Can self-importance, meddling, and delusion be considered superpowers?
Hardly. And yet, the self-congratulating and clueless titular heroine of Jane Austen’s Emma rises above being the character that Austen thought that no one but herself would like. In the course of the story, Emma has a series of aha! moments about herself. More important, she acts on that self-awareness.
via GIPHYAlicia Silverstone in Clueless, a brilliant adaptation of Emma.
In a Jane Austen novel, a lady can only earn her cape by acknowledging that are are huge cracks in what she once thought was the truth.
Once she tears down that wall of delusion and replaces it with wisdom, the heroine-in-training develops more self-awareness, more self-empowerment, and more capability to create happiness than she ever had before. That is what Emma does. For that is what Austen superpowers are all about. (more…)
Does the following sound familiar to you?
You’ve found the perfect certain someone for your friend, neighbor, colleague, or other unsuspecting acquaintance. There’s just one small problem: Said friend has told you that no way, no how is he/she interested in that perfect certain someone. And yet, you know better–just as you always do. Just as Emma, the eponymous heroine of Austen’s novel, always did.
Hold on a minute. Did Jane Austen write two versions of Emma? Or could it be that you, like Emma, are turning into the queen of know-it-all? Heaven forbid. After all, look what happened to Emma. She very nearly totally screwed up her life. But never fear. We’ve got a little game for you to play. It’s called “Emma, Reformed Matchmaker.” All you need to do is follow the rules:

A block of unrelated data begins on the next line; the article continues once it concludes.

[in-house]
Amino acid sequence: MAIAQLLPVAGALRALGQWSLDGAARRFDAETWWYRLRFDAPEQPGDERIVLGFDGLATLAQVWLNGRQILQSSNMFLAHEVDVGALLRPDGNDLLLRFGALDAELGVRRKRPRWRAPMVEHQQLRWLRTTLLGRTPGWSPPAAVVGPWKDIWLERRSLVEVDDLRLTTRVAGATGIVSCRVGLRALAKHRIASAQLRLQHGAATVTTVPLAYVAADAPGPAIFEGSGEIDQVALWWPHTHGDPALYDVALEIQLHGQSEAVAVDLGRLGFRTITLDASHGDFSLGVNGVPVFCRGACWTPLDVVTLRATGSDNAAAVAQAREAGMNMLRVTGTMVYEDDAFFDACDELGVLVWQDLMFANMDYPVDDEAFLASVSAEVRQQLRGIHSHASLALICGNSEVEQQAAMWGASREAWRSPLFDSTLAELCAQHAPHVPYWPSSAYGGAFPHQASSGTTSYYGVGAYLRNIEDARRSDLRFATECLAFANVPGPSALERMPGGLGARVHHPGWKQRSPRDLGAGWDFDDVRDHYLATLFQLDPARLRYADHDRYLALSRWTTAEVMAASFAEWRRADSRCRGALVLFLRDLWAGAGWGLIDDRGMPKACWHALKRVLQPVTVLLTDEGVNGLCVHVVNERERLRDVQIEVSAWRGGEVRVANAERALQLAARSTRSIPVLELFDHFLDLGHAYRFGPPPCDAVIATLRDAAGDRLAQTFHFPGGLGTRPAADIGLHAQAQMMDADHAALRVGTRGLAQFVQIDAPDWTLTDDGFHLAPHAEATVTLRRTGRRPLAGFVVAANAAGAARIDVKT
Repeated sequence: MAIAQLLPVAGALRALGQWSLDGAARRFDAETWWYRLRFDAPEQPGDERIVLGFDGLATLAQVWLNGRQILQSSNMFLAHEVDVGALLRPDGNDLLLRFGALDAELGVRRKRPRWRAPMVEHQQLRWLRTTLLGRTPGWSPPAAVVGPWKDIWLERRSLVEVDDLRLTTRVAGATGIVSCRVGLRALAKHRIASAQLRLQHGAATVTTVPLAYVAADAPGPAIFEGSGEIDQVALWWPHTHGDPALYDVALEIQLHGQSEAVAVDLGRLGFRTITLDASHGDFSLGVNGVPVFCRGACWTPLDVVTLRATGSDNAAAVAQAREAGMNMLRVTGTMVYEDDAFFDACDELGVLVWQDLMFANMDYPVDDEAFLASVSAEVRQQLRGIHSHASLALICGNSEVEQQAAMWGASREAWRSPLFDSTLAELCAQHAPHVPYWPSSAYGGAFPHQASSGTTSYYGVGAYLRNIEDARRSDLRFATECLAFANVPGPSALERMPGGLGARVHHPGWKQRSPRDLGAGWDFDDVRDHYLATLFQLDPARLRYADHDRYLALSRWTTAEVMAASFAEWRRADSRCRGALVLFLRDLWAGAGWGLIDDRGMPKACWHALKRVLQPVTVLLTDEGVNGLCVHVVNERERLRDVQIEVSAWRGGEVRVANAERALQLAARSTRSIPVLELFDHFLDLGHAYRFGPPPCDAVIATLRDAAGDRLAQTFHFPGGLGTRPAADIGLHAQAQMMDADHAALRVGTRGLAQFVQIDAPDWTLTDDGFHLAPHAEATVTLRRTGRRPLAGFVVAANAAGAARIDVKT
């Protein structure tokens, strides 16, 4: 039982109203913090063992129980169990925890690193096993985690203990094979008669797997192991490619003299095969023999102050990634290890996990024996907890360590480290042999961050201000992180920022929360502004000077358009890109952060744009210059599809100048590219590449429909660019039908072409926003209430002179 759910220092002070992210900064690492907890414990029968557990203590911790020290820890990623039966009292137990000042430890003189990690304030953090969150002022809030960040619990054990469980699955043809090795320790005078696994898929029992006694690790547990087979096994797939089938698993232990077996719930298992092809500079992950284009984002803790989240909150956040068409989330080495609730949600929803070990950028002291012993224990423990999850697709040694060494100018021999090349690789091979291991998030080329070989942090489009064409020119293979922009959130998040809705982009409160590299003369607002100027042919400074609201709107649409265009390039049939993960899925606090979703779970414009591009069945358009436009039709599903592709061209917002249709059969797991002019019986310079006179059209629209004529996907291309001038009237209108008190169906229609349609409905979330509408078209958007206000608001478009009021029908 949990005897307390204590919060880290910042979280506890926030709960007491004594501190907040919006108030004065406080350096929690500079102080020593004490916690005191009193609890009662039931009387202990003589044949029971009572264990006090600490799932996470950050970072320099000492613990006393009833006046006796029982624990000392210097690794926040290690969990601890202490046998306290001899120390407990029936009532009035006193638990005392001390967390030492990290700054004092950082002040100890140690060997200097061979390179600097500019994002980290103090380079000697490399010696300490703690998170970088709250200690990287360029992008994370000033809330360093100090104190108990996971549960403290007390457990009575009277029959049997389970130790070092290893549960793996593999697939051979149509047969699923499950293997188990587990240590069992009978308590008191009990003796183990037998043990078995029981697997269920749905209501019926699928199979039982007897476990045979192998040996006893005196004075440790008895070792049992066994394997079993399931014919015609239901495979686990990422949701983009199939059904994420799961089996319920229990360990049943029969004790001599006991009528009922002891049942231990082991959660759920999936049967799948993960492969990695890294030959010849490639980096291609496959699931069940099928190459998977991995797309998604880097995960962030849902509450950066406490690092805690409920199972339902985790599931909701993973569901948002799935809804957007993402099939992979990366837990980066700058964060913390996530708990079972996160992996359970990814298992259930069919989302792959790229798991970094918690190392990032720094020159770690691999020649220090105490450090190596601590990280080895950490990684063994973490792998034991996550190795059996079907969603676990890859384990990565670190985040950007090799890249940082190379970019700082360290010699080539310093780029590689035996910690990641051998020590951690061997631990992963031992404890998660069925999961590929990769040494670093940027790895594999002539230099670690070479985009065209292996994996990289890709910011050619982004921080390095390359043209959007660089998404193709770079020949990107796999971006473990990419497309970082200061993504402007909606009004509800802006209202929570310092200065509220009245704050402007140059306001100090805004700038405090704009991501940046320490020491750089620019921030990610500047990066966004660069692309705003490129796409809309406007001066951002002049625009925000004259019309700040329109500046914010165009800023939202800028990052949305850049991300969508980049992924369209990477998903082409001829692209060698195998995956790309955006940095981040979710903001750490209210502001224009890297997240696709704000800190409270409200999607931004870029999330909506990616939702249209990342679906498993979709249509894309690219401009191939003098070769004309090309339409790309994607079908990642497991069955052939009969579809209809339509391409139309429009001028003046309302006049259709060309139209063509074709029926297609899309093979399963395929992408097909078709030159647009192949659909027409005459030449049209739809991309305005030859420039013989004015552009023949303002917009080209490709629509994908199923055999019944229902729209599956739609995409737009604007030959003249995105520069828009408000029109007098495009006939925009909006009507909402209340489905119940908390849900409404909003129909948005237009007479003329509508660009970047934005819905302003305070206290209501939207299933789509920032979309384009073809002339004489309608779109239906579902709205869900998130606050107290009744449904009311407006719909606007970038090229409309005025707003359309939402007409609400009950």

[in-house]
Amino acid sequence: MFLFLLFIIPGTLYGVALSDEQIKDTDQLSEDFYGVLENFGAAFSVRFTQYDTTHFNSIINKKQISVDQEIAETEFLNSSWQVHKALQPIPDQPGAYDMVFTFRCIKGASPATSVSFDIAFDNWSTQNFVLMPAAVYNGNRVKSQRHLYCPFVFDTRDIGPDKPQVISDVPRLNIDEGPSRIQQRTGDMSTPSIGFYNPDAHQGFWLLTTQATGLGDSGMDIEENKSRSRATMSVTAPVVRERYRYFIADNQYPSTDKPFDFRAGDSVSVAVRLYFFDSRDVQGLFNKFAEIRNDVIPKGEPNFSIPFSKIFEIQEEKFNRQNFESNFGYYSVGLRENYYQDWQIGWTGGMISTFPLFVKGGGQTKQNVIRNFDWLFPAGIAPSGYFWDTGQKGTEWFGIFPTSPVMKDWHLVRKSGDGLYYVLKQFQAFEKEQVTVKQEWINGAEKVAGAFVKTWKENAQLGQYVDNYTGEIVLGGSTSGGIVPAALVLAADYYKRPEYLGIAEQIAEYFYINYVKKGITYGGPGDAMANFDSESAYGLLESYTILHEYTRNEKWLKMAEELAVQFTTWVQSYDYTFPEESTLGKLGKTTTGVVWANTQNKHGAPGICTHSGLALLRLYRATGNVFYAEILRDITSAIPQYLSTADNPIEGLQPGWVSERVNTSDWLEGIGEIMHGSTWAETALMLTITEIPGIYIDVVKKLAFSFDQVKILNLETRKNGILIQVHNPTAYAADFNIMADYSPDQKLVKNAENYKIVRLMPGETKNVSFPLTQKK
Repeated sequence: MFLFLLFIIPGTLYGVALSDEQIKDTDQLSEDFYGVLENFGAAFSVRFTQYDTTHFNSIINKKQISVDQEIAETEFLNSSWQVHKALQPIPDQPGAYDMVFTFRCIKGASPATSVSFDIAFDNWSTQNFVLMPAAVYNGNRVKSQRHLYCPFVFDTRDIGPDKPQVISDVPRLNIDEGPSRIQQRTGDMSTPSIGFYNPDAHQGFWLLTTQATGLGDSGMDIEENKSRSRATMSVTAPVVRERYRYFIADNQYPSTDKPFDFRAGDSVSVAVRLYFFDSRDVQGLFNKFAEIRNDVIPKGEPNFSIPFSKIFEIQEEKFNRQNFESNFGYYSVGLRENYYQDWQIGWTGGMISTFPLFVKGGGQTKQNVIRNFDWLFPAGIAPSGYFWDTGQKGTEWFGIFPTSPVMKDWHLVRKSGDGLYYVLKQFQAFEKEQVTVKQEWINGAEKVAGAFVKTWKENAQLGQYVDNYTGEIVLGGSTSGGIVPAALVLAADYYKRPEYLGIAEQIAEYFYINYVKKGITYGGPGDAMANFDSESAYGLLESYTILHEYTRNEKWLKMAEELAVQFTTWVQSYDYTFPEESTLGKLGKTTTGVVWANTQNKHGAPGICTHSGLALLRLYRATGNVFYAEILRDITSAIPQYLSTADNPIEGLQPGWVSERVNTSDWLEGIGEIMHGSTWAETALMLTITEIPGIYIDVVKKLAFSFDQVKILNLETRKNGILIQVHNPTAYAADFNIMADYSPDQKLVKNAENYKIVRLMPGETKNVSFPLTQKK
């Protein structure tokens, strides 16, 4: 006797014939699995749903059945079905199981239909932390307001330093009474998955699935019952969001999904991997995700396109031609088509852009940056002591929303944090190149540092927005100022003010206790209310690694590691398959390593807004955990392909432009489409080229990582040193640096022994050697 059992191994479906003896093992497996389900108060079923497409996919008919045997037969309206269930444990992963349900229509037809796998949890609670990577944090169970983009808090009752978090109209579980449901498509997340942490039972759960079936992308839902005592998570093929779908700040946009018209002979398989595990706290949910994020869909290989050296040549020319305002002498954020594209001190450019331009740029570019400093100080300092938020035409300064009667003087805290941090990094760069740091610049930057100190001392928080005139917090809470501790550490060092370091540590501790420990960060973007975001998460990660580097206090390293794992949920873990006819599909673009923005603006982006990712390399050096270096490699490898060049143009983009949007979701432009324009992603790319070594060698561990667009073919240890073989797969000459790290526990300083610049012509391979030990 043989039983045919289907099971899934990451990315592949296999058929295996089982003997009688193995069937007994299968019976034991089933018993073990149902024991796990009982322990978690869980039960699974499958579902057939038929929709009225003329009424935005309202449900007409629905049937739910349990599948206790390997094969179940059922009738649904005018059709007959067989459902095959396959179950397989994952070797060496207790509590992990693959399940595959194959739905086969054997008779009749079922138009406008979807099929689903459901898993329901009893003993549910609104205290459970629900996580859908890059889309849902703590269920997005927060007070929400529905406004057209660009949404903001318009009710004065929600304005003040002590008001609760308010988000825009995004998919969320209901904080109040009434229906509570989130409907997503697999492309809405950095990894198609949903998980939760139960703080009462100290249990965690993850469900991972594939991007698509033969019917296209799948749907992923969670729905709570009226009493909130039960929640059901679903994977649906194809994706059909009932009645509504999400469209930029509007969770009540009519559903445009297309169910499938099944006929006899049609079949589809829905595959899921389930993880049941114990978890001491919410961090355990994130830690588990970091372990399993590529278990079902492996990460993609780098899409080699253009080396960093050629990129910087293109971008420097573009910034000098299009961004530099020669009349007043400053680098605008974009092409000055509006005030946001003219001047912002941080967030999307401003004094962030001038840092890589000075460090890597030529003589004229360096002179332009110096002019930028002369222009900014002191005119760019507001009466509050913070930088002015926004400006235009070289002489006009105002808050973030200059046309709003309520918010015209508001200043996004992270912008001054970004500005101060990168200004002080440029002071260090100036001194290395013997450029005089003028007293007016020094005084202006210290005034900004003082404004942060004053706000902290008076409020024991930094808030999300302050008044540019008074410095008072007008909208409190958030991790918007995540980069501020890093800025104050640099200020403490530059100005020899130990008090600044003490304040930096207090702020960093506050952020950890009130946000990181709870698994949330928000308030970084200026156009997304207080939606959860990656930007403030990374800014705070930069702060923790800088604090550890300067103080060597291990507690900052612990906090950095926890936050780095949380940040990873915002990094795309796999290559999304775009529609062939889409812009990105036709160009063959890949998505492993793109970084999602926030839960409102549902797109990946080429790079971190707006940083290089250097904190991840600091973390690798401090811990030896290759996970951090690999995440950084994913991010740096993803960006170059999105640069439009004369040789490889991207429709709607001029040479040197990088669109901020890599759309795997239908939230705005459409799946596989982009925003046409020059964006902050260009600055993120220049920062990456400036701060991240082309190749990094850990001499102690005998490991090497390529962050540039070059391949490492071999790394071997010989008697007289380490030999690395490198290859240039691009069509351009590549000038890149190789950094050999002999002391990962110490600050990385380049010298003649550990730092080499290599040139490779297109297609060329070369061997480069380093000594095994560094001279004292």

On the 200th anniversary of Jane Austen’s death, what better way is there to honor this extraordinary author than to give thanks for what she has left us? For me, her work is a timeless guide to living life in the no-BS zone, wrapped in an infinitely re-readable set of six novels.
If I could assign a motto, a credo to the the Austen canon, I would say it could be summed up in this one line from Pride and Prejudice: “Disguise of every sort is my abhorrence.” The fact that Mr. Darcy delivers this line while in the midst of a serious marriage-proposal fail makes it even more resonant: Darcy may be honest, but the brutality of his honesty indicates that he’s hiding behind his angry pride. He’s yet to unmask that part of his own disguise, but being an Austen hero, we know that he will.
That’s the genius of Austen, who calls out her characters on their disguises and their dishonesty. Which leads them to their moment of revelation, their grand character arc, and their ultimate reward–love and happiness.
Along the way, Austen makes us laugh, which makes the hard truths easier to bear. And thus we can begin to see ourselves in it all.
That’s Austen: keeping us real and calling us out. She’s been doing it for 200 years. And that’s no small feat for someone who lived in a society in which polite demurrals, refusals, and denials were a socially mandated matter of form.